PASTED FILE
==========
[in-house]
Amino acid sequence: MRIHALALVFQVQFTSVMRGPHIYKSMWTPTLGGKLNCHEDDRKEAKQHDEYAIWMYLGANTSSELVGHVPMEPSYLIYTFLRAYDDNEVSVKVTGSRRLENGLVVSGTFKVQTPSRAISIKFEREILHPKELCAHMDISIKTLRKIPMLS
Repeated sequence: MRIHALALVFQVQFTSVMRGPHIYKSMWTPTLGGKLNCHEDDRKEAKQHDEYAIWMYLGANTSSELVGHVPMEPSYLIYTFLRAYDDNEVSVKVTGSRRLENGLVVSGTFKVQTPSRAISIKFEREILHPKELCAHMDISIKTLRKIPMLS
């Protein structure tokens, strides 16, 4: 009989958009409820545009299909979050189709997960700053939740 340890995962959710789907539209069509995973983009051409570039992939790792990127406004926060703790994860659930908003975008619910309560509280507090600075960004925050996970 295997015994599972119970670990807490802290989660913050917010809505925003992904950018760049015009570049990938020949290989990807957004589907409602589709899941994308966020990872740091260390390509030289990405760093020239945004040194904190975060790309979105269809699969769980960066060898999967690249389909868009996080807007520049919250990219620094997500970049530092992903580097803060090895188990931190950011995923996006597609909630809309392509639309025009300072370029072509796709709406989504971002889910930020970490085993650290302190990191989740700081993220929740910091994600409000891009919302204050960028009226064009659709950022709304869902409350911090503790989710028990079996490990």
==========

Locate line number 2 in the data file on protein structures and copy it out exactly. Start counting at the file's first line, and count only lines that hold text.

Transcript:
Amino acid sequence: MRIHALALVFQVQFTSVMRGPHIYKSMWTPTLGGKLNCHEDDRKEAKQHDEYAIWMYLGANTSSELVGHVPMEPSYLIYTFLRAYDDNEVSVKVTGSRRLENGLVVSGTFKVQTPSRAISIKFEREILHPKELCAHMDISIKTLRKIPMLS